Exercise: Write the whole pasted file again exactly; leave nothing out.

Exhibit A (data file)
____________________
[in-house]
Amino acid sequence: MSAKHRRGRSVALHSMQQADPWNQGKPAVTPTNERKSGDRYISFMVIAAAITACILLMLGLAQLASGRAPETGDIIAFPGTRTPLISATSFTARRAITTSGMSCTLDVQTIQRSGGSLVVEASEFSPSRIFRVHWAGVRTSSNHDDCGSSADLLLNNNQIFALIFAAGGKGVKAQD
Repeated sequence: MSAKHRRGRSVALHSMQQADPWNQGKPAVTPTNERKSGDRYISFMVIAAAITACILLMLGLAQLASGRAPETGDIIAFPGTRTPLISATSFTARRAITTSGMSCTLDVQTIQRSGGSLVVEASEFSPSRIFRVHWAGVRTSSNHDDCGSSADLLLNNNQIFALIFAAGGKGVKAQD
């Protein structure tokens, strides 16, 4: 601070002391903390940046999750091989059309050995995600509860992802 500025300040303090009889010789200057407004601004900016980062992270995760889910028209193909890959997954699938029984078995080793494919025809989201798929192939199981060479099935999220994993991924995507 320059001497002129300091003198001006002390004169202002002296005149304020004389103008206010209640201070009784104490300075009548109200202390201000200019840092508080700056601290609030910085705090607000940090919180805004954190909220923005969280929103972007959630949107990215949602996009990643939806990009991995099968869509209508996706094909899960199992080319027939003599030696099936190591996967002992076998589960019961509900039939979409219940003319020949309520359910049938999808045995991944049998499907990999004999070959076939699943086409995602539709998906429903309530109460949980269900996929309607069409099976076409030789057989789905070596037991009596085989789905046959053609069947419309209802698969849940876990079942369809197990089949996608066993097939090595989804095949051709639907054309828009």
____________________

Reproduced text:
[in-house]
Amino acid sequence: MSAKHRRGRSVALHSMQQADPWNQGKPAVTPTNERKSGDRYISFMVIAAAITACILLMLGLAQLASGRAPETGDIIAFPGTRTPLISATSFTARRAITTSGMSCTLDVQTIQRSGGSLVVEASEFSPSRIFRVHWAGVRTSSNHDDCGSSADLLLNNNQIFALIFAAGGKGVKAQD
Repeated sequence: MSAKHRRGRSVALHSMQQADPWNQGKPAVTPTNERKSGDRYISFMVIAAAITACILLMLGLAQLASGRAPETGDIIAFPGTRTPLISATSFTARRAITTSGMSCTLDVQTIQRSGGSLVVEASEFSPSRIFRVHWAGVRTSSNHDDCGSSADLLLNNNQIFALIFAAGGKGVKAQD
């Protein structure tokens, strides 16, 4: 601070002391903390940046999750091989059309050995995600509860992802 500025300040303090009889010789200057407004601004900016980062992270995760889910028209193909890959997954699938029984078995080793494919025809989201798929192939199981060479099935999220994993991924995507 320059001497002129300091003198001006002390004169202002002296005149304020004389103008206010209640201070009784104490300075009548109200202390201000200019840092508080700056601290609030910085705090607000940090919180805004954190909220923005969280929103972007959630949107990215949602996009990643939806990009991995099968869509209508996706094909899960199992080319027939003599030696099936190591996967002992076998589960019961509900039939979409219940003319020949309520359910049938999808045995991944049998499907990999004999070959076939699943086409995602539709998906429903309530109460949980269900996929309607069409099976076409030789057989789905070596037991009596085989789905046959053609069947419309209802698969849940876990079942369809197990089949996608066993097939090595989804095949051709639907054309828009």